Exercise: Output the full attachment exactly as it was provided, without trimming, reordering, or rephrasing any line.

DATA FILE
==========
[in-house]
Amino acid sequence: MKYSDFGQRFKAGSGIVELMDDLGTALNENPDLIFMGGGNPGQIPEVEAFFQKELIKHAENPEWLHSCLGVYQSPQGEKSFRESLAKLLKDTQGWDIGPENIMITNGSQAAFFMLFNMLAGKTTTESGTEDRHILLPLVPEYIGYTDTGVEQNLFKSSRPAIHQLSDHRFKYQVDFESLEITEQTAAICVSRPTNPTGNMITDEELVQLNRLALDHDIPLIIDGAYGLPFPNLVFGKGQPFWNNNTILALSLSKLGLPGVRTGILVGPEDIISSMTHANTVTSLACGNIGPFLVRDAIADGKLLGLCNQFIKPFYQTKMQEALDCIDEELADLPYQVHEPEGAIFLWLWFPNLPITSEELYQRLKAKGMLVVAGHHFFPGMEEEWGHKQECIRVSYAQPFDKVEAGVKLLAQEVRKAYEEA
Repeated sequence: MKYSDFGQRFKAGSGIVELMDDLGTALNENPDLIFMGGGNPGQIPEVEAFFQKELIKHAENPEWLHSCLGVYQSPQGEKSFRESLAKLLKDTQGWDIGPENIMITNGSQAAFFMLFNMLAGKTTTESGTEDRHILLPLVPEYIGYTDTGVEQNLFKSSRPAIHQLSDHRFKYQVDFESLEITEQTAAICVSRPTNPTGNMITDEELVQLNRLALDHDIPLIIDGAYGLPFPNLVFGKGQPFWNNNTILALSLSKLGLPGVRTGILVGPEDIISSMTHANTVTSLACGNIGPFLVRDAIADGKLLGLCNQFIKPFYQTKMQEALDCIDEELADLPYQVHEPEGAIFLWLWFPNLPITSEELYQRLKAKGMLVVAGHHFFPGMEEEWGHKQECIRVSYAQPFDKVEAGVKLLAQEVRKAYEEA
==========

[in-house]
Amino acid sequence: MKYSDFGQRFKAGSGIVELMDDLGTALNENPDLIFMGGGNPGQIPEVEAFFQKELIKHAENPEWLHSCLGVYQSPQGEKSFRESLAKLLKDTQGWDIGPENIMITNGSQAAFFMLFNMLAGKTTTESGTEDRHILLPLVPEYIGYTDTGVEQNLFKSSRPAIHQLSDHRFKYQVDFESLEITEQTAAICVSRPTNPTGNMITDEELVQLNRLALDHDIPLIIDGAYGLPFPNLVFGKGQPFWNNNTILALSLSKLGLPGVRTGILVGPEDIISSMTHANTVTSLACGNIGPFLVRDAIADGKLLGLCNQFIKPFYQTKMQEALDCIDEELADLPYQVHEPEGAIFLWLWFPNLPITSEELYQRLKAKGMLVVAGHHFFPGMEEEWGHKQECIRVSYAQPFDKVEAGVKLLAQEVRKAYEEA
Repeated sequence: MKYSDFGQRFKAGSGIVELMDDLGTALNENPDLIFMGGGNPGQIPEVEAFFQKELIKHAENPEWLHSCLGVYQSPQGEKSFRESLAKLLKDTQGWDIGPENIMITNGSQAAFFMLFNMLAGKTTTESGTEDRHILLPLVPEYIGYTDTGVEQNLFKSSRPAIHQLSDHRFKYQVDFESLEITEQTAAICVSRPTNPTGNMITDEELVQLNRLALDHDIPLIIDGAYGLPFPNLVFGKGQPFWNNNTILALSLSKLGLPGVRTGILVGPEDIISSMTHANTVTSLACGNIGPFLVRDAIADGKLLGLCNQFIKPFYQTKMQEALDCIDEELADLPYQVHEPEGAIFLWLWFPNLPITSEELYQRLKAKGMLVVAGHHFFPGMEEEWGHKQECIRVSYAQPFDKVEAGVKLLAQEVRKAYEEA